MIAMI – MAY 14, 2020 – Wicker Smith O’Hara McCoy & Ford, P.A.’s Brandon Hechtman represented Fogo Charcoal in a claim alleging trafficked property confiscated by Cuba’s communist government under Title III of the Helms-Burton Act. A Florida federal judge dismissed the claim concluding the Plaintiff failed to provide proof of property ownership obtained through inheritance before the law’s March 12, 1996 passage, meaning a Helms-Burton Act lawsuit filing must prove property ownership by that date.
The case was previously amended after it was tossed in March, after findings showed the Plaintiff was unable to prove property ownership or that the Defendant knowingly and intentionally marketed the charcoal from a particular Cuban farmland.
The case follows President Trump’s 2019 authorization of the 1996 Title III of the Helms-Burton Act, which allows for the recovery of civil damages for trafficking in property confiscated in the Cuban Revolution by the Castro Regime.
Fogo Charcoal is a local Florida entrepreneur and charcoal producer. They specialize in the sale of long-branch charcoal found in South America and briefly imported materials from Cuba between the years of 2017 and 2019 to produce marabú charcoal, which is derived from an invasive weed on the island. The Plaintiff, a grandson of a Cuban American farm owner, claims the marabú charcoal belongs to him in accordance with Helms-Burton Act sanctions. This is a case of first impression that could set the standard for how the Courts interpret “trafficking in confiscated property” and who is liable for such actions.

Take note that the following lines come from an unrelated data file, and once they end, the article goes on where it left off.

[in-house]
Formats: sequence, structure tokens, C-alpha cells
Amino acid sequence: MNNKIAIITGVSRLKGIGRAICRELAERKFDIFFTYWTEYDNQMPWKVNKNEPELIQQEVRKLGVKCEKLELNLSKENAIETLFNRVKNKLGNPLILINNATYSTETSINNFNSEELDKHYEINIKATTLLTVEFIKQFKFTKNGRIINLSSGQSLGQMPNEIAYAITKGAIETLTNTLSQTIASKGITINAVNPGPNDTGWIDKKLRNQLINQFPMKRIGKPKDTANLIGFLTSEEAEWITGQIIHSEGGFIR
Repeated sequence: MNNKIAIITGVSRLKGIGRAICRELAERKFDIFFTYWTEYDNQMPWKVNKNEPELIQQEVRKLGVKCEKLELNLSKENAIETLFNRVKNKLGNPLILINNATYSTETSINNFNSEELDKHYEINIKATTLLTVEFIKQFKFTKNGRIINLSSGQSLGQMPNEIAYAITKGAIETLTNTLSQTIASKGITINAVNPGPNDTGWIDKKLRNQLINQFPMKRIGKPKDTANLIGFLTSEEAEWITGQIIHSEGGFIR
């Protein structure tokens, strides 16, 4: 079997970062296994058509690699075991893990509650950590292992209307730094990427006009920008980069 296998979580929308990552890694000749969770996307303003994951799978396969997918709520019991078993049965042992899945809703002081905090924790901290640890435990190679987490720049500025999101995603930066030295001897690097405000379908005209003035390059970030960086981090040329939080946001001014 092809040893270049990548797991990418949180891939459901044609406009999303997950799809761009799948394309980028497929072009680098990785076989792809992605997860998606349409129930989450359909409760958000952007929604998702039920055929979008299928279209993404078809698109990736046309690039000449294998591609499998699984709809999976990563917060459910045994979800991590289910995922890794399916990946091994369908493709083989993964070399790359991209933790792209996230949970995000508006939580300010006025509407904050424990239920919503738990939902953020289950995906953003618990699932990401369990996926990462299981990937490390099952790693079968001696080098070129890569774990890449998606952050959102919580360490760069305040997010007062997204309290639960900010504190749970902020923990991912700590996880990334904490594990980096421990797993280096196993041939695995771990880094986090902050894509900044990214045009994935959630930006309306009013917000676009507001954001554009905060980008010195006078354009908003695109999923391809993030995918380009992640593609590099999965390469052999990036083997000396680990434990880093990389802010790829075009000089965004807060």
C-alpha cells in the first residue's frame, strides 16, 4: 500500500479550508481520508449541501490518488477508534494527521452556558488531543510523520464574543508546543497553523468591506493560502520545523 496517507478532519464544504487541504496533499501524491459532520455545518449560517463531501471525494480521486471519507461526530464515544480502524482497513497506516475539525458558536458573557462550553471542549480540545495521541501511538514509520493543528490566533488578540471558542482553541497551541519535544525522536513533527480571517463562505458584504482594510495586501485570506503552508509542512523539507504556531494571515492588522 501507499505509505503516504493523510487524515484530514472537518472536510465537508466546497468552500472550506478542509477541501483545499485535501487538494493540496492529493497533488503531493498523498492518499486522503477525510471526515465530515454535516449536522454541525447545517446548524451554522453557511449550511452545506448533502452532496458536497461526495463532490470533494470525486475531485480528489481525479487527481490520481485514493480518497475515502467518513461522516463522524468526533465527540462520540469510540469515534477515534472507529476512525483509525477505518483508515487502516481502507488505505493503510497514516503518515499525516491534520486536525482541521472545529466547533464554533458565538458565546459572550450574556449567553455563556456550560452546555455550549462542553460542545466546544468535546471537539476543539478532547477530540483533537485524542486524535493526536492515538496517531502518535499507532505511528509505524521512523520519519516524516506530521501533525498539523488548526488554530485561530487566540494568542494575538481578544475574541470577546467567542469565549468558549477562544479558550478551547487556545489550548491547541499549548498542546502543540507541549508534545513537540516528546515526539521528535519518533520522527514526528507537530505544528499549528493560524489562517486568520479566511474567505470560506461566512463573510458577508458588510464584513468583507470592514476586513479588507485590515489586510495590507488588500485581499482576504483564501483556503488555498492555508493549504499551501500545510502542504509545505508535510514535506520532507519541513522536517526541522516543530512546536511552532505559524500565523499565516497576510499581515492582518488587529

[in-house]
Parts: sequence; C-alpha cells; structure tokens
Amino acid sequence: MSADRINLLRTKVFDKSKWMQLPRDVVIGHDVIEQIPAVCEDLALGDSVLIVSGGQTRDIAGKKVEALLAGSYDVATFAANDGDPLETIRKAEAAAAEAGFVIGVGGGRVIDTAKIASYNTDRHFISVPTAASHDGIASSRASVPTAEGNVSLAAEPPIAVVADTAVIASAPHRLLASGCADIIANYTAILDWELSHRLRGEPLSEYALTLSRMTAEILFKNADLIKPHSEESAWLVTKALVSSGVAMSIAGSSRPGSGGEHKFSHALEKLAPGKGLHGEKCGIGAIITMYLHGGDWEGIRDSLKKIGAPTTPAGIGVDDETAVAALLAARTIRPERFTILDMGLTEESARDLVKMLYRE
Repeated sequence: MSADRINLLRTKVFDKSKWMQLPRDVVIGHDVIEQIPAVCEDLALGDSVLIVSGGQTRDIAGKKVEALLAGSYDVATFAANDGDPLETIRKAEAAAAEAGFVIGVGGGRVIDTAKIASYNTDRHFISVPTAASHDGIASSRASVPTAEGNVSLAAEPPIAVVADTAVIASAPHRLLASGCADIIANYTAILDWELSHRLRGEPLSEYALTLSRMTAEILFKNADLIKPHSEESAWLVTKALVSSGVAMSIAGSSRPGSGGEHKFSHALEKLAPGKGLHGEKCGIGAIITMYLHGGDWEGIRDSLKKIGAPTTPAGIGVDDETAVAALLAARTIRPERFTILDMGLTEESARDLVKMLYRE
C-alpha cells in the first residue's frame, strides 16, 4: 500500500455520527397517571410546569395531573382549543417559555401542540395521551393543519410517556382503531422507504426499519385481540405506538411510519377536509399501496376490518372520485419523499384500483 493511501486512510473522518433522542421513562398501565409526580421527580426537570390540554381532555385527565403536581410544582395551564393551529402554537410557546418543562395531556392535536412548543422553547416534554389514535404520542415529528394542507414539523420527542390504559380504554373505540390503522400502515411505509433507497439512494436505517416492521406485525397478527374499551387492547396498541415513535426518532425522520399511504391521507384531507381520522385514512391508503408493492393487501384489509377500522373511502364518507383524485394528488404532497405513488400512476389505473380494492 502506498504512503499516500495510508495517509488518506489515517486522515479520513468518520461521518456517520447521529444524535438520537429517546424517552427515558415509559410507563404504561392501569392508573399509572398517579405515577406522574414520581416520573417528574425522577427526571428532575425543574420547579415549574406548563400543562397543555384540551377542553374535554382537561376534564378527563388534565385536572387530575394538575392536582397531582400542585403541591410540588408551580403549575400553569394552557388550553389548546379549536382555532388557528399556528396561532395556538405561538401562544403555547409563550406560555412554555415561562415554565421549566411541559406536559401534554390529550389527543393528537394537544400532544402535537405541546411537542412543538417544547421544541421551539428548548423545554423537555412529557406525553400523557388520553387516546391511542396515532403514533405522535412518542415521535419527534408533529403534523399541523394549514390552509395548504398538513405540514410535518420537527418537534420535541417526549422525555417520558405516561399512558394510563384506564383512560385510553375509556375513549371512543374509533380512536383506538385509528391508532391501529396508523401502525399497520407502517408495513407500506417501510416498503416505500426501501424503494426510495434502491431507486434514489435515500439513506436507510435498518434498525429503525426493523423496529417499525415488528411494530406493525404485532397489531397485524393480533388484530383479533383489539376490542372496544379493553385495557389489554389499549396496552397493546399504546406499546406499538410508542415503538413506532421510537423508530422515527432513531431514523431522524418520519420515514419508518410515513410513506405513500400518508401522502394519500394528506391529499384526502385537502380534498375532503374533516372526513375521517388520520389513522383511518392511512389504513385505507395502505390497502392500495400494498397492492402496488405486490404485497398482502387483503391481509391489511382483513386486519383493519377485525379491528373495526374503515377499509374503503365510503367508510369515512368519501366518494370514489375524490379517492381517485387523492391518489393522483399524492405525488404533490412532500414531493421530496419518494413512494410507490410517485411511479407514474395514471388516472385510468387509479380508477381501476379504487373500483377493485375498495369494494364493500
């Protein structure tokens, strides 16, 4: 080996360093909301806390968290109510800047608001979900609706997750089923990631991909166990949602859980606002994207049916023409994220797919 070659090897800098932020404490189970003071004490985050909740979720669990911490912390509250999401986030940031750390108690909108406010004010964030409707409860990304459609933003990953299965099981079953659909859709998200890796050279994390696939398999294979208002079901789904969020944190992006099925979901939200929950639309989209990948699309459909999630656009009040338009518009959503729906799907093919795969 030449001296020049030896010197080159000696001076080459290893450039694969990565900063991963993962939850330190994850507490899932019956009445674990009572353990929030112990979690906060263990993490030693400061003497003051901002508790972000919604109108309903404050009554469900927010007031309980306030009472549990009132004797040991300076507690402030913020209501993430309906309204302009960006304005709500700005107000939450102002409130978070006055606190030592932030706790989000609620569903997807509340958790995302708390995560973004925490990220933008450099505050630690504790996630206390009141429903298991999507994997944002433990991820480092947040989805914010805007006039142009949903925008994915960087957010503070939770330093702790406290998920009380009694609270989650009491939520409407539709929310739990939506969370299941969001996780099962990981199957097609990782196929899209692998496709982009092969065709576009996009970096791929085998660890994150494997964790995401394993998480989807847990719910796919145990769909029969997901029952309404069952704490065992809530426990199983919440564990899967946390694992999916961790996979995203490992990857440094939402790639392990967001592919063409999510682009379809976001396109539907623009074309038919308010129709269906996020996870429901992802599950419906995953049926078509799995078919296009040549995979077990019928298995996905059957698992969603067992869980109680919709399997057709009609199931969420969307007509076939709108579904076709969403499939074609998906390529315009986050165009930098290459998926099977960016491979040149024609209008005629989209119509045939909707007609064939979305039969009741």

“The opening of civil lawsuits by President Trump under the Helms Burton Act has opened new and uncertain potential exposure to companies lawfully doing business in Cuba,” said Brandon Hechtman, the partner in Wicker Smith’s Miami office representing Fogo Charcoal.
The case caught national attention as hundreds of millions of dollars of potential Helms-Burton Act claims, certified by the U.S. Secretary of State, are filed in federal courts, primarily in the Southern District of Florida. Developments have been published on Univision.com (View Univision publication by CLICKING HERE) and Law360.com (View Law360 publication by CLICKING HERE).
CASE UPDATE on February 15, 2021:
On appeal, the U.S. 11th Circuit Court recently affirmed, reasoning that the plaintiff could not bring a claim because he admittedly acquired his interest in the confiscated property years after the Act’s cut-off date.